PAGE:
It expressed it willingness to stand ready to "contribute to an international intellectual property system that is well-balanced and sensitive to the needs of developing countries and LDCs" as well as to a system that would "promote research, stimulate creativity and encourage innovation for the benefit of societies as a whole."

Singapore also read a statement on behalf of the ASEAN states. It welcomed any initiative aimed at contributing towards integrating the development dimension into all areas of WIPO's work and activities. The statement elaborated on the various ASEAN-WIPO activities that have been undertaken, and praised WIPO for focusing on "implementing IP in a manner that supports economic growth and wealth creation." The statement was seen by several delegates and observers as subtly suggesting, contrary to the views of the FOD, that WIPO already has adequately incorporated the development dimension in technical assistance activities.

Pakistan, associating with the Asia Group statement, said that the many proposals should not distract from the core issue which is to ensure that the IP system provides states at different levels of development with the necessary policy space to meet their development needs. Where these flexibilities do not exist, they would need to be put in place.

It added that there is need to examine existing IP instruments and the idea of a "development impact assessment" merits close attention as this would ensure more balanced norm-setting and facilitate efforts to evolve consensus on norms required to meet new challenges.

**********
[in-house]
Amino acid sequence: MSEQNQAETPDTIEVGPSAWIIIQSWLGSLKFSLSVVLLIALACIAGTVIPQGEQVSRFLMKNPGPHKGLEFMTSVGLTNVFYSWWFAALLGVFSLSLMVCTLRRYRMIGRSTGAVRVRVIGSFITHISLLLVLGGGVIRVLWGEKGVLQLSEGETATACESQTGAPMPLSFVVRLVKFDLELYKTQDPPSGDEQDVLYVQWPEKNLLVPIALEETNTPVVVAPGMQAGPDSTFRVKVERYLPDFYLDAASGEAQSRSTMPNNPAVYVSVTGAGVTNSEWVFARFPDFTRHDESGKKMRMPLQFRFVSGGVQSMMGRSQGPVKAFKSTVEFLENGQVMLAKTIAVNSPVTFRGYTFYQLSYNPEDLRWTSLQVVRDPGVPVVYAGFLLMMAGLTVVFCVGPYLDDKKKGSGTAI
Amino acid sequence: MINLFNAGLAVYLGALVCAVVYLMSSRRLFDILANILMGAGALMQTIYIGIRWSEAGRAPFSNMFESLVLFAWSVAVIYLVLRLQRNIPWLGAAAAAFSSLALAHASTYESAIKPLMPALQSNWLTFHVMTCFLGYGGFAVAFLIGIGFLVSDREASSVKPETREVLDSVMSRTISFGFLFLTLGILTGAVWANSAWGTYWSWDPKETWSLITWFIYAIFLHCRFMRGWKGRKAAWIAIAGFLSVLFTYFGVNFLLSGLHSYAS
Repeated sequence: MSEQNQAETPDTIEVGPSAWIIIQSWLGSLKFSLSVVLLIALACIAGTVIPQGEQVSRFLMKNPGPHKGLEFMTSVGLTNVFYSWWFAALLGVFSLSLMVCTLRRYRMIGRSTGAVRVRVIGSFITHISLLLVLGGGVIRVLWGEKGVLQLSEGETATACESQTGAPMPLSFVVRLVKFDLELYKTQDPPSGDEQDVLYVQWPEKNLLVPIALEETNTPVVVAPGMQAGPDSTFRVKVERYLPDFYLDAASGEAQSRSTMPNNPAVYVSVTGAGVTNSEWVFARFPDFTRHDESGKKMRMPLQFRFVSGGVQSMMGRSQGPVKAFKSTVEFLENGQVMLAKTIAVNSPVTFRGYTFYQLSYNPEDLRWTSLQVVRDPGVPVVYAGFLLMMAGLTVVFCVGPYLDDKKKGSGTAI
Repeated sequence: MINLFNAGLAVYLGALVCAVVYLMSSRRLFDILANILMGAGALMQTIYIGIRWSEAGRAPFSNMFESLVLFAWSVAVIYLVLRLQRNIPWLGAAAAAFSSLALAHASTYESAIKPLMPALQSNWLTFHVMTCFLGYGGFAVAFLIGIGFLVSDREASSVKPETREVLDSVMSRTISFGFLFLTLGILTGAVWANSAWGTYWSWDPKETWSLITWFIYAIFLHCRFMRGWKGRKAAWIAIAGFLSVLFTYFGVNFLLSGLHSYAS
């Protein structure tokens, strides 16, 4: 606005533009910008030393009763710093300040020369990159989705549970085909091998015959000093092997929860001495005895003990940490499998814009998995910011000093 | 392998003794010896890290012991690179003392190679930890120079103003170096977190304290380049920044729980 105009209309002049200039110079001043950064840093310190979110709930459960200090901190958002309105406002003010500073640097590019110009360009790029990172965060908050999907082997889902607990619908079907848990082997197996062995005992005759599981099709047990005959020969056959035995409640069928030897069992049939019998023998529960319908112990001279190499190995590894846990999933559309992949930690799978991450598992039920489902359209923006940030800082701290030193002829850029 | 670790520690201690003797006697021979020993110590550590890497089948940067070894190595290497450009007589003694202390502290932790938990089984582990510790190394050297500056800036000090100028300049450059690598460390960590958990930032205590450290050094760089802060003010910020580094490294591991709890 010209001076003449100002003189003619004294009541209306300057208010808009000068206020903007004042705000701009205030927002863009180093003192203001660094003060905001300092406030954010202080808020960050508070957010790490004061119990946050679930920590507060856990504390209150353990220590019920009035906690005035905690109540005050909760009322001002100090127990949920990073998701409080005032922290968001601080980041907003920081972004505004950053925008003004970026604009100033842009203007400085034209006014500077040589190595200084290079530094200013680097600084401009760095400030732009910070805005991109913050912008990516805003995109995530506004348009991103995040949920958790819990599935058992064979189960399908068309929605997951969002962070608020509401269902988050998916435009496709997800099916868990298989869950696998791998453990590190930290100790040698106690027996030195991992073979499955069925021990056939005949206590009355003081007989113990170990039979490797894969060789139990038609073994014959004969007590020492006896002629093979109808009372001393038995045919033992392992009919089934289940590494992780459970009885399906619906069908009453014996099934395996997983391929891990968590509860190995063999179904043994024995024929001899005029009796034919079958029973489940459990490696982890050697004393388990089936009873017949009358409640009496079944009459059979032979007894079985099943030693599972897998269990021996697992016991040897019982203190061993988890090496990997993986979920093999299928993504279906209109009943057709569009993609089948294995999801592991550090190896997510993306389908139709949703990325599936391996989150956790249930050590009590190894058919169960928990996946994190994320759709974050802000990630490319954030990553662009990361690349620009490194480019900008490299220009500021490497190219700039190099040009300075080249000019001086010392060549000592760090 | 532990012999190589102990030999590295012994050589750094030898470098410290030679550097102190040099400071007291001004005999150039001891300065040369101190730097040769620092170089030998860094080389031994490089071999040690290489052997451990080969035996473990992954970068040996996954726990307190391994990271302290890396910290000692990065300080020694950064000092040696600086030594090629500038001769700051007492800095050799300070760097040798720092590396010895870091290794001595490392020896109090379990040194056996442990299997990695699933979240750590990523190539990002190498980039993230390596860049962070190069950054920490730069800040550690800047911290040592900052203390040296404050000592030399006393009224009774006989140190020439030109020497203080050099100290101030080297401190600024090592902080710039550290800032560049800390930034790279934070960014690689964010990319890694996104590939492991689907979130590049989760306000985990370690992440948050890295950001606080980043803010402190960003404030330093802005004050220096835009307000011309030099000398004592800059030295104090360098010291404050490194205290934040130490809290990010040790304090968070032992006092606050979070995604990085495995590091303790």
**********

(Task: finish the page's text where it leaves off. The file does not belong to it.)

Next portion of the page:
On behalf of the Latin America and Carribean group (GRULAC), Jamaica said the development dimension of IP is an integral part of any discourse on IP and standard setting. While the IP system is seen by many as an important aspect of national economic policy, the system must address the fundamental concerns of developing countries in order to be used as a catalyst for development.

"That is why WIPO as a UN agency whose constituents are mostly from developing countries, and which is charged with the mandate of promoting IP, must address fully the concerns of developing countries in all aspects of its work."

IP is not a panacea for development. The WIPO Development Agenda is seeking to strengthen WIPO's contribution in the area of development. But, it stressed, "the Development Agenda is not just about strengthening of technical assistance both quantitatively or qualitatively, it encompasses other important areas including norm setting and transfer of technology."

Italy, on behalf of Group B (which comprises the developed countries in WIPO), said it welcomed discussing further the relation between development and IP in WIPO. It said IP has served as a tool for development and further development of the international IP system, including harmonization, would lead to a simpler and easier-to-use IP system.